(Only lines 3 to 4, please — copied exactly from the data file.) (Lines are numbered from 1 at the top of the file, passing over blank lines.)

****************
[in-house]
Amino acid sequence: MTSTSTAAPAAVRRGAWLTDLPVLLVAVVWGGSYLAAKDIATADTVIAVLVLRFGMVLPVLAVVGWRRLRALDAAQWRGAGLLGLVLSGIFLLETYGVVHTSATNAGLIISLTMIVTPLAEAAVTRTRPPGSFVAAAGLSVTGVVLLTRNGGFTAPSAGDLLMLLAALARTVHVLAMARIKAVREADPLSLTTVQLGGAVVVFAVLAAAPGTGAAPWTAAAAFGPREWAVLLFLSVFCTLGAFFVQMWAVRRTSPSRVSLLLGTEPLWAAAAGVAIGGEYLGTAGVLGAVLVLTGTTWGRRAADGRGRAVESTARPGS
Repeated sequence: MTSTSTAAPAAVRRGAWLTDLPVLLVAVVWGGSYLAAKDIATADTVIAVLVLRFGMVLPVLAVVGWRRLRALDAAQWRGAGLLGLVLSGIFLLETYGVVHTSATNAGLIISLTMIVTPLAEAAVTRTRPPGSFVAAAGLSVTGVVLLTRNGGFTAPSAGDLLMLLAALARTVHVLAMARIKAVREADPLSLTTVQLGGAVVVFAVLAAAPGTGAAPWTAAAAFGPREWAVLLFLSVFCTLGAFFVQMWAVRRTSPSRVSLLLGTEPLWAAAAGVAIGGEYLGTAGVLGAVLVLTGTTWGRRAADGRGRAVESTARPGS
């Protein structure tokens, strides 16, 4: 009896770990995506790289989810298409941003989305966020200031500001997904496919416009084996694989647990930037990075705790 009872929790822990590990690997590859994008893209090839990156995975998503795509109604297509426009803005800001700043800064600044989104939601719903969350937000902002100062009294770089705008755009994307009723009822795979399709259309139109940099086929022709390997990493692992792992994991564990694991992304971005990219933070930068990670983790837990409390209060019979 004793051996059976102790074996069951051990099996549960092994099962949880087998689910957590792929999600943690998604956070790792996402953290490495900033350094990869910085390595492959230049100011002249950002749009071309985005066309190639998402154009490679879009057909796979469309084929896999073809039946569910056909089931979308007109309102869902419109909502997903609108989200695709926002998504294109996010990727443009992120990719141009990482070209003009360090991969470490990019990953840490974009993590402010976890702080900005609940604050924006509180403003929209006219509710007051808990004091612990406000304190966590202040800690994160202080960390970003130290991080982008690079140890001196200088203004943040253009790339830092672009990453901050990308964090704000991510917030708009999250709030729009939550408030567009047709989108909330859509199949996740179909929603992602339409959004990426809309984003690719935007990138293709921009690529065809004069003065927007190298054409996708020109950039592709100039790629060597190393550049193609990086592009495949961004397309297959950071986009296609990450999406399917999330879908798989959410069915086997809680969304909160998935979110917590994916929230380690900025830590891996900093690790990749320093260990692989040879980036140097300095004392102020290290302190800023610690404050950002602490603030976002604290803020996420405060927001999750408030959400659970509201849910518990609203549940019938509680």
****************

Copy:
Repeated sequence: MTSTSTAAPAAVRRGAWLTDLPVLLVAVVWGGSYLAAKDIATADTVIAVLVLRFGMVLPVLAVVGWRRLRALDAAQWRGAGLLGLVLSGIFLLETYGVVHTSATNAGLIISLTMIVTPLAEAAVTRTRPPGSFVAAAGLSVTGVVLLTRNGGFTAPSAGDLLMLLAALARTVHVLAMARIKAVREADPLSLTTVQLGGAVVVFAVLAAAPGTGAAPWTAAAAFGPREWAVLLFLSVFCTLGAFFVQMWAVRRTSPSRVSLLLGTEPLWAAAAGVAIGGEYLGTAGVLGAVLVLTGTTWGRRAADGRGRAVESTARPGS
């Protein structure tokens, strides 16, 4: 009896770990995506790289989810298409941003989305966020200031500001997904496919416009084996694989647990930037990075705790 009872929790822990590990690997590859994008893209090839990156995975998503795509109604297509426009803005800001700043800064600044989104939601719903969350937000902002100062009294770089705008755009994307009723009822795979399709259309139109940099086929022709390997990493692992792992994991564990694991992304971005990219933070930068990670983790837990409390209060019979 004793051996059976102790074996069951051990099996549960092994099962949880087998689910957590792929999600943690998604956070790792996402953290490495900033350094990869910085390595492959230049100011002249950002749009071309985005066309190639998402154009490679879009057909796979469309084929896999073809039946569910056909089931979308007109309102869902419109909502997903609108989200695709926002998504294109996010990727443009992120990719141009990482070209003009360090991969470490990019990953840490974009993590402010976890702080900005609940604050924006509180403003929209006219509710007051808990004091612990406000304190966590202040800690994160202080960390970003130290991080982008690079140890001196200088203004943040253009790339830092672009990453901050990308964090704000991510917030708009999250709030729009939550408030567009047709989108909330859509199949996740179909929603992602339409959004990426809309984003690719935007990138293709921009690529065809004069003065927007190298054409996708020109950039592709100039790629060597190393550049193609990086592009495949961004397309297959950071986009296609990450999406399917999330879908798989959410069915086997809680969304909160998935979110917590994916929230380690900025830590891996900093690790990749320093260990692989040879980036140097300095004392102020290290302190800023610690404050950002602490603030976002604290803020996420405060927001999750408030959400659970509201849910518990609203549940019938509680």